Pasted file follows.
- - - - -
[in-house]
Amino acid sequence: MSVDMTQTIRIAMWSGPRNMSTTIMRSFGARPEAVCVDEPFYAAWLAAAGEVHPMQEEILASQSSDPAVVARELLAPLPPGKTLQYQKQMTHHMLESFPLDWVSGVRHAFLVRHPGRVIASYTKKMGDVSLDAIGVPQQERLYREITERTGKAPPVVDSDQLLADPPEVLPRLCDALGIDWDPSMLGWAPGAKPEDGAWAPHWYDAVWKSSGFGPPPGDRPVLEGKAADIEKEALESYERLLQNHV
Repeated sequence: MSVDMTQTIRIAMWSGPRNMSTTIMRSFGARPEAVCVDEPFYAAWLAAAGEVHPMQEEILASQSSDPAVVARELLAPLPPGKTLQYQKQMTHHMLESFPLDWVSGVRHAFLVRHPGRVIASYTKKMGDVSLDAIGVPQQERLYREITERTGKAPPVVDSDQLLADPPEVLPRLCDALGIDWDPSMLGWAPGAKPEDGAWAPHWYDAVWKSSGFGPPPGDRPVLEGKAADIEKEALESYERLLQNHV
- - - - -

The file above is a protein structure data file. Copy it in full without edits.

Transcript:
[in-house]
Amino acid sequence: MSVDMTQTIRIAMWSGPRNMSTTIMRSFGARPEAVCVDEPFYAAWLAAAGEVHPMQEEILASQSSDPAVVARELLAPLPPGKTLQYQKQMTHHMLESFPLDWVSGVRHAFLVRHPGRVIASYTKKMGDVSLDAIGVPQQERLYREITERTGKAPPVVDSDQLLADPPEVLPRLCDALGIDWDPSMLGWAPGAKPEDGAWAPHWYDAVWKSSGFGPPPGDRPVLEGKAADIEKEALESYERLLQNHV
Repeated sequence: MSVDMTQTIRIAMWSGPRNMSTTIMRSFGARPEAVCVDEPFYAAWLAAAGEVHPMQEEILASQSSDPAVVARELLAPLPPGKTLQYQKQMTHHMLESFPLDWVSGVRHAFLVRHPGRVIASYTKKMGDVSLDAIGVPQQERLYREITERTGKAPPVVDSDQLLADPPEVLPRLCDALGIDWDPSMLGWAPGAKPEDGAWAPHWYDAVWKSSGFGPPPGDRPVLEGKAADIEKEALESYERLLQNHV